Even with my plate exactly where I want it, I’m not sure how to handle the cutlery. It doesn’t seem right to eat tuna tartare with my hands, but getting it onto my fork proves to be a serious challenge. Perhaps sensing my distress, Senya again quietly materializes next to our table. “I hope I’m not disturbing you,” he says in his sublimely placid voice. I ask him about going mano a mano with the appetizer and he says he actually recommends it. Well, I think, why not? It’s not like anyone can see me.
At this point I feel I am getting the hang of the basics. I successfully eat my tuna and I am able to get a beverage to my mouth without incident. I take in my surroundings. I realize that running a pitch-black restaurant must entail an entirely different set of concerns than a conventional restaurant. For all I know, the tablecloths are covered in hideous neon patterns and the stemware came from Goodwill.
Many basic restaurant functions require some outside-the-box thinking at Opaque. For example, I ask what would happen if I spilled my entire dinner on the floor. “Someone would clean it up,” Senya replies. But how? How would they find every piece of tenderloin, every single cherry tomato in the dark? Without seeing him, I can tell Senya is smiling. “Night vision goggles,” he says.
Our main courses arrive. I have the steak, which comes with garlic mashed potatoes. I’m not into the idea of going knuckle deep in a pile of whipped spuds, so I decide to brave the silverware. I stab blindly at my plate, eating whatever I am lucky enough to spear with my fork. Leaving every bite to fate is actually kind of fun. Each mouthful is like opening a present. It’s a...green bean! Yay, this bite is...steak!
Chefs often say that you eat first with your eyes, which explains why any decent restaurant will put a lot of effort into the appearance of its food. By removing sight from this equation, the whole experience of eating undergoes a subtle shift. I register the texture and flavor of the food in stages.
With the steak, I first notice the charred bark, a sure sign that the meat has been grilled. Of course, I can’t tell if the inside is pink or not. In order to confirm that it is medium rare as I have ordered it, I have to focus on things like the texture of the meat and the amount of juice that runs into my mouth as I bite it – and then compare that to memories of other steaks I have eaten in the past.
My wife and I have fully embraced the concept at this point, and we start musing about other situations that would benefit from the heightened sensation of absolute darkness. We both agree that a massage would actually be better in the dark – no more suddenly opening your eyes to find yourself staring up the nose of your masseuse. I also think that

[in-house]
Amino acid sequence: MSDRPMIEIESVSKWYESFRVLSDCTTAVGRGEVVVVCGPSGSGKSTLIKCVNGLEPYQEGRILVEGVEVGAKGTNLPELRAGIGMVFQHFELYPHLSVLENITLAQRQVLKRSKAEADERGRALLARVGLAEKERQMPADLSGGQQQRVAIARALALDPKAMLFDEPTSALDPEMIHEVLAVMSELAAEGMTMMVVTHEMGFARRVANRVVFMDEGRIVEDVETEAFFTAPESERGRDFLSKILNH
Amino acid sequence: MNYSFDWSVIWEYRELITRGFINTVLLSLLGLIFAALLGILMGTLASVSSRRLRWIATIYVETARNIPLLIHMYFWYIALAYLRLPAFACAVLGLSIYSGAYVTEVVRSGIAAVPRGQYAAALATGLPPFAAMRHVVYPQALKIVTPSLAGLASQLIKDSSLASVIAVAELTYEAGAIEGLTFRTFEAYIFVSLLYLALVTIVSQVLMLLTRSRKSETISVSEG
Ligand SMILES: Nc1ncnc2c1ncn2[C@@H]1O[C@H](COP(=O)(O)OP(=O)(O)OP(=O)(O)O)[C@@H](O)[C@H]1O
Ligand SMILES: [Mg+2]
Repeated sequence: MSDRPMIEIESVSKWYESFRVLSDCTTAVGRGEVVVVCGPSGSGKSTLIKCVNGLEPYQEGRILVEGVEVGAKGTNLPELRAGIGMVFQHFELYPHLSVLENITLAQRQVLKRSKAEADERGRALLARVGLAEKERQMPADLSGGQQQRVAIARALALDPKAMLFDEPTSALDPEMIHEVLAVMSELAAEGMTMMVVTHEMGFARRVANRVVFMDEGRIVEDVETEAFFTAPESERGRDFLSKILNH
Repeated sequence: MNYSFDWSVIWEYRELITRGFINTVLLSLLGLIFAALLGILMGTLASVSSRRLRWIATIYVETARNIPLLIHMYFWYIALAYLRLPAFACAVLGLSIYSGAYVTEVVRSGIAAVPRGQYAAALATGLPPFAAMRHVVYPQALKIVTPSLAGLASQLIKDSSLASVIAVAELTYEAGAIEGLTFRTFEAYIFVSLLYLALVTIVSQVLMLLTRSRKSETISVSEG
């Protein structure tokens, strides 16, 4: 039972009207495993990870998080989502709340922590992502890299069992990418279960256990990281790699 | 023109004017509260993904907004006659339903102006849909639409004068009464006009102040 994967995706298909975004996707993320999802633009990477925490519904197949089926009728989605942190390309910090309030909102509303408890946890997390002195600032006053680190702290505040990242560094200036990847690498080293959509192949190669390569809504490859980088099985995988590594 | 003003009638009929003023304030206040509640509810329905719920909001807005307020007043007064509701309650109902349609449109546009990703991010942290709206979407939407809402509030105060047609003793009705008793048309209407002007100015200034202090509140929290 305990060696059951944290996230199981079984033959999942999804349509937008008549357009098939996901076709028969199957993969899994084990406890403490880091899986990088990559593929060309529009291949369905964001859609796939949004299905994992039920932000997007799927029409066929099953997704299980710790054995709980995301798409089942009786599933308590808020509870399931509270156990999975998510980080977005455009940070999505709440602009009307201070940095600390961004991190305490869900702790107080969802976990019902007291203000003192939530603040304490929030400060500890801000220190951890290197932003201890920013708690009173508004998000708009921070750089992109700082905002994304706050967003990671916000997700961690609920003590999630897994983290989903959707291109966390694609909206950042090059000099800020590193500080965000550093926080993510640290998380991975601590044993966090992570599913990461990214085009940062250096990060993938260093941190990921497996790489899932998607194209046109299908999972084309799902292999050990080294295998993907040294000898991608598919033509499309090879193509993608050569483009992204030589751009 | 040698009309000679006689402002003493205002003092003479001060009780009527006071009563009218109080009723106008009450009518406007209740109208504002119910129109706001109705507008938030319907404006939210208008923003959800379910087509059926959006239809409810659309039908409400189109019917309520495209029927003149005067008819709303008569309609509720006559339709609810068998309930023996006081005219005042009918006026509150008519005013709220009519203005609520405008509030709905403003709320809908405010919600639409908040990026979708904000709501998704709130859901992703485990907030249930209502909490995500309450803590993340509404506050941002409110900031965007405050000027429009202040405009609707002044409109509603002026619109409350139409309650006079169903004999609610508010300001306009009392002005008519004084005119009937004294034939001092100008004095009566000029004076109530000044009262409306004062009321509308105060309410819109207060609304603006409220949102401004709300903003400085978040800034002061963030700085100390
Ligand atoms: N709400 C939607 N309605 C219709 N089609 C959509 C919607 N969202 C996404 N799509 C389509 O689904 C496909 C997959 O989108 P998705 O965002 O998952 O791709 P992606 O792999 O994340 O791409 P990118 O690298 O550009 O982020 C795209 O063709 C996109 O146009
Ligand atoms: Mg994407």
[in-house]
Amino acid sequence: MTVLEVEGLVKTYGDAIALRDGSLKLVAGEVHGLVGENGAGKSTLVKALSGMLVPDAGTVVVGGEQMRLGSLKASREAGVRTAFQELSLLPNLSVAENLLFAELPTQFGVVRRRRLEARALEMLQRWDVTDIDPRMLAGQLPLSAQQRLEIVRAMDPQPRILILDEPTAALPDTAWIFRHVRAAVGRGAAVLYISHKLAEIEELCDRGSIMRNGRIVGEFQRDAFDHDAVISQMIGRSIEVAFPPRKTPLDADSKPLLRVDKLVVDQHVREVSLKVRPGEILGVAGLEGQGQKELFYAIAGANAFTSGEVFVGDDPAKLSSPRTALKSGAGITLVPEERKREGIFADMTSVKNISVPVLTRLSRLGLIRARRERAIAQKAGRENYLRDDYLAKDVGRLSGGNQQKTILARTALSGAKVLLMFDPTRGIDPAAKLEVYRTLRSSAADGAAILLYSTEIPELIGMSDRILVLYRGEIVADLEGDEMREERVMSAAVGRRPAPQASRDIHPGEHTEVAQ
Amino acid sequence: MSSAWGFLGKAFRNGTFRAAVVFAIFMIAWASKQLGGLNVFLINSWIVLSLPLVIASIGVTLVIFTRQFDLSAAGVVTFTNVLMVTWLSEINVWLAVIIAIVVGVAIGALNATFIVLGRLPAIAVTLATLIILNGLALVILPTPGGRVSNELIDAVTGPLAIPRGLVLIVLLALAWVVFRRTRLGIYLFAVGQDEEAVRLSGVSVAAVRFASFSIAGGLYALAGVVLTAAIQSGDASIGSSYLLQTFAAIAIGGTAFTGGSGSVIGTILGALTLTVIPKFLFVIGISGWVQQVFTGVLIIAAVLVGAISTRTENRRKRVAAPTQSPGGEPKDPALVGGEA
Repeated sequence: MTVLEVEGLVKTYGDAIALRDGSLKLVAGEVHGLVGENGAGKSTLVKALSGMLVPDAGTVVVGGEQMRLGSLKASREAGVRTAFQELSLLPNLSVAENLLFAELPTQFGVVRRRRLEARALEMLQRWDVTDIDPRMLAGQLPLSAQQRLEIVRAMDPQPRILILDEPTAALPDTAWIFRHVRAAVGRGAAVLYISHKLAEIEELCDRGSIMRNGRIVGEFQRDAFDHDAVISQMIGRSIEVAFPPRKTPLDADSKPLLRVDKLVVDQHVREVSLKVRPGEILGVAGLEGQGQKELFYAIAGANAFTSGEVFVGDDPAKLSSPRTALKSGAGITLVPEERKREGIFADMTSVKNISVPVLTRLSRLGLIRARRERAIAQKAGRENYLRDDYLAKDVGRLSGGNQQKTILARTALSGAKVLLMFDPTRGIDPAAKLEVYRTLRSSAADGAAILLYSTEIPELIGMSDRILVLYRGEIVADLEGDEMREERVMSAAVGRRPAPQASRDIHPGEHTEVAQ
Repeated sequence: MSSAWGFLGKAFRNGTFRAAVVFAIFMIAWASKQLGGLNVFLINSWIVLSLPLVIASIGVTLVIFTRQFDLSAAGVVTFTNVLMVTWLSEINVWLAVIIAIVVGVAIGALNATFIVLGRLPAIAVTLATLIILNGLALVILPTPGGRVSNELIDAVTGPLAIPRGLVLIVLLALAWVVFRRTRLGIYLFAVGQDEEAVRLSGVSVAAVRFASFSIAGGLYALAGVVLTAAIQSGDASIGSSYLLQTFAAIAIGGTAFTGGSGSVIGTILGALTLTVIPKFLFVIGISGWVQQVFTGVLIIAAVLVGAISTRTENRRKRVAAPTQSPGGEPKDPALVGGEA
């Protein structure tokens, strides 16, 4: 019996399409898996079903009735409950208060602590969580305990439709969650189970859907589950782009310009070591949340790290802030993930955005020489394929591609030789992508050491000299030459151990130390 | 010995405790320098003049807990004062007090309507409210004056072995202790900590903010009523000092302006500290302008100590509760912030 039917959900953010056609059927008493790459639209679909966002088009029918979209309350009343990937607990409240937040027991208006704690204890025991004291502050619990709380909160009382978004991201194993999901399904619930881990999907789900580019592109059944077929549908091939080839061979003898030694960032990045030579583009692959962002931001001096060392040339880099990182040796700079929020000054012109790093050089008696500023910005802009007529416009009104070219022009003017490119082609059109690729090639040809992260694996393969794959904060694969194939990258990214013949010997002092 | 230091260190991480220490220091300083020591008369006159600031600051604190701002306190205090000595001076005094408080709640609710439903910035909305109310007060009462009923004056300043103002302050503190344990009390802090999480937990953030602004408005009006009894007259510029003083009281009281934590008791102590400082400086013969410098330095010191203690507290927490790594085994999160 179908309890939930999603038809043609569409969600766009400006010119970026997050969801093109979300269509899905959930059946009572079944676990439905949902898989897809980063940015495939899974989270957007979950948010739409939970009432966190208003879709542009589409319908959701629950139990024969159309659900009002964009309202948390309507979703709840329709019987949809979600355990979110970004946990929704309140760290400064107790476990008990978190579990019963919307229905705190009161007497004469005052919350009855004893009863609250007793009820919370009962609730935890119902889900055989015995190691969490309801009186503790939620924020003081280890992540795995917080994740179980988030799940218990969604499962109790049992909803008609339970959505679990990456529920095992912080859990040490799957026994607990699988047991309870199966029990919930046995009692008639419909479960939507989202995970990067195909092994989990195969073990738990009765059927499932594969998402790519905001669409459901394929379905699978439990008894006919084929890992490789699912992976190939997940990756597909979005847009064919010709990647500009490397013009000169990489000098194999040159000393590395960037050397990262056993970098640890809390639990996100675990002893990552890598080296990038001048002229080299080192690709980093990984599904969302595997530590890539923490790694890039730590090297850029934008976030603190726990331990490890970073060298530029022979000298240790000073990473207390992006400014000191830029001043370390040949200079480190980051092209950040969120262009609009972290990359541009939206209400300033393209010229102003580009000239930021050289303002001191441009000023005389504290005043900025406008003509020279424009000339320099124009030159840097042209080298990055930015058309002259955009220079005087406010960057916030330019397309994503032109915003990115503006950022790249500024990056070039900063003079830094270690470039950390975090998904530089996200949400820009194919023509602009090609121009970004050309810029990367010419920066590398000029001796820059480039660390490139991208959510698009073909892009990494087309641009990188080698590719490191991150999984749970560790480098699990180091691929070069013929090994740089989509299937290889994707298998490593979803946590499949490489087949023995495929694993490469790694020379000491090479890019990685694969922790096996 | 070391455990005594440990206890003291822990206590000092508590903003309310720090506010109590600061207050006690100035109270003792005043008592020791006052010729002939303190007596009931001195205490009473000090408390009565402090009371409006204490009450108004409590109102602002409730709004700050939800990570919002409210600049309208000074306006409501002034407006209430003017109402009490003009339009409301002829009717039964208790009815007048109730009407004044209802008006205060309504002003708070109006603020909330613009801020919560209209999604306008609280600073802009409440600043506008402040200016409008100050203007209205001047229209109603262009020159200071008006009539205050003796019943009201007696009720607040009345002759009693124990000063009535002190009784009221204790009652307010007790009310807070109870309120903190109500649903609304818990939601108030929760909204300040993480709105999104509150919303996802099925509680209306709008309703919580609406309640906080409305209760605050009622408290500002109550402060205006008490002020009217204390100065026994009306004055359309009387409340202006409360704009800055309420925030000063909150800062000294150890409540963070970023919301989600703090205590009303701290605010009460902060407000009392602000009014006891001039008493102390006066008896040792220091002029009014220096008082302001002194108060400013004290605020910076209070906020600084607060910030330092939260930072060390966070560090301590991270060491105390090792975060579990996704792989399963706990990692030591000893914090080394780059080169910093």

a pitch-black dance club would be cool. Without anyone watching, you wouldn’t be hamstrung by self-consciousness. If you wanted to bump ’n’ grind, you would choose your partner based solely on their movement, not the cut of their jeans or the quality of their boob job.
“Hello Ethan. I have your dessert.” This is Senya, once again appearing like a whisper at my side. He passes me the panna cotta , and I take in the strong aroma of the espresso glaze. I feel the weight of the plate and hear the spoon slide across its surface. I feel the table tilt as my wife shifts in her chair. Above my head and to the right, the speaker goes silent as one song ends and another begins. Next to me a man’s voice asks, “What are you doing?” A woman’s voice replies, “I’m eating a strawberry.”
After dessert, Senya
thanks us and leads us back out to the lounge. What before had
like a dimly lit grotto now feels shockingly bright. I pay our bill
make for the darkness of the open street with eyes half-closed.
That night, after brushing my teeth, I turn off the light and close my eyes as usual. But instead of fumbling straight for the front door, I give my senses a moment to adjust. I hear the water heater click off in the basement. Outside a car in need of power-steering fluid rounds the corner. I taste toothpaste in my mouth. A cool breeze comes in through the open window and I feel the darkness all around me.